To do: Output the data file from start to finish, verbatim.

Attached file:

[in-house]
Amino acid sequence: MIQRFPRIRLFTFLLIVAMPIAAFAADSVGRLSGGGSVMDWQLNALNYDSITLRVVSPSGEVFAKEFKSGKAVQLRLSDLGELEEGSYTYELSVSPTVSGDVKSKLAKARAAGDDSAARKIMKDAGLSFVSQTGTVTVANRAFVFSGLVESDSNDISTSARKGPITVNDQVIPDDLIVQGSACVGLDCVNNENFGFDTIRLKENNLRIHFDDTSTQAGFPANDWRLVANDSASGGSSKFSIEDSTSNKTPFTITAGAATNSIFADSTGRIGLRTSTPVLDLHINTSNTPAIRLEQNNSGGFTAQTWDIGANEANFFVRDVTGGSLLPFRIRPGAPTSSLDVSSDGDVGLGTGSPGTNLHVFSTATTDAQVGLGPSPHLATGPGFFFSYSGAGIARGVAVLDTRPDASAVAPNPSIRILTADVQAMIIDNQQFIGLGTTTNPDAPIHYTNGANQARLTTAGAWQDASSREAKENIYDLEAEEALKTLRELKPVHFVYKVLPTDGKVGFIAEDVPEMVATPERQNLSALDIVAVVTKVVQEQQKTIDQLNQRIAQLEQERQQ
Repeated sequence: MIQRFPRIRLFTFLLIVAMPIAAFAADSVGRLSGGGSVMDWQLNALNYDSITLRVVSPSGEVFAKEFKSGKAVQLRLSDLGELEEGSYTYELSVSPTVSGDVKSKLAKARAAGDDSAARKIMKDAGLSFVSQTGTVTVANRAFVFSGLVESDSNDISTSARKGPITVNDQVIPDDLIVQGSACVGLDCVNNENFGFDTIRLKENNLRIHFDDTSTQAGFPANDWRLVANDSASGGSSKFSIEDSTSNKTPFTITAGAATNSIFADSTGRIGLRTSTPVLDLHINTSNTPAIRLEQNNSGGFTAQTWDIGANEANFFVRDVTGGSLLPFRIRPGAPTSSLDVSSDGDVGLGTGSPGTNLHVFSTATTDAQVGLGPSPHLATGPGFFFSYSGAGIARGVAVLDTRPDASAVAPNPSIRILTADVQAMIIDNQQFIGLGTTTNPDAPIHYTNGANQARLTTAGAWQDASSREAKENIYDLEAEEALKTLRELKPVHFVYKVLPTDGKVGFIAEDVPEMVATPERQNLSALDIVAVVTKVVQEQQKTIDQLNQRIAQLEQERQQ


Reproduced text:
[in-house]
Amino acid sequence: MIQRFPRIRLFTFLLIVAMPIAAFAADSVGRLSGGGSVMDWQLNALNYDSITLRVVSPSGEVFAKEFKSGKAVQLRLSDLGELEEGSYTYELSVSPTVSGDVKSKLAKARAAGDDSAARKIMKDAGLSFVSQTGTVTVANRAFVFSGLVESDSNDISTSARKGPITVNDQVIPDDLIVQGSACVGLDCVNNENFGFDTIRLKENNLRIHFDDTSTQAGFPANDWRLVANDSASGGSSKFSIEDSTSNKTPFTITAGAATNSIFADSTGRIGLRTSTPVLDLHINTSNTPAIRLEQNNSGGFTAQTWDIGANEANFFVRDVTGGSLLPFRIRPGAPTSSLDVSSDGDVGLGTGSPGTNLHVFSTATTDAQVGLGPSPHLATGPGFFFSYSGAGIARGVAVLDTRPDASAVAPNPSIRILTADVQAMIIDNQQFIGLGTTTNPDAPIHYTNGANQARLTTAGAWQDASSREAKENIYDLEAEEALKTLRELKPVHFVYKVLPTDGKVGFIAEDVPEMVATPERQNLSALDIVAVVTKVVQEQQKTIDQLNQRIAQLEQERQQ
Repeated sequence: MIQRFPRIRLFTFLLIVAMPIAAFAADSVGRLSGGGSVMDWQLNALNYDSITLRVVSPSGEVFAKEFKSGKAVQLRLSDLGELEEGSYTYELSVSPTVSGDVKSKLAKARAAGDDSAARKIMKDAGLSFVSQTGTVTVANRAFVFSGLVESDSNDISTSARKGPITVNDQVIPDDLIVQGSACVGLDCVNNENFGFDTIRLKENNLRIHFDDTSTQAGFPANDWRLVANDSASGGSSKFSIEDSTSNKTPFTITAGAATNSIFADSTGRIGLRTSTPVLDLHINTSNTPAIRLEQNNSGGFTAQTWDIGANEANFFVRDVTGGSLLPFRIRPGAPTSSLDVSSDGDVGLGTGSPGTNLHVFSTATTDAQVGLGPSPHLATGPGFFFSYSGAGIARGVAVLDTRPDASAVAPNPSIRILTADVQAMIIDNQQFIGLGTTTNPDAPIHYTNGANQARLTTAGAWQDASSREAKENIYDLEAEEALKTLRELKPVHFVYKVLPTDGKVGFIAEDVPEMVATPERQNLSALDIVAVVTKVVQEQQKTIDQLNQRIAQLEQERQQ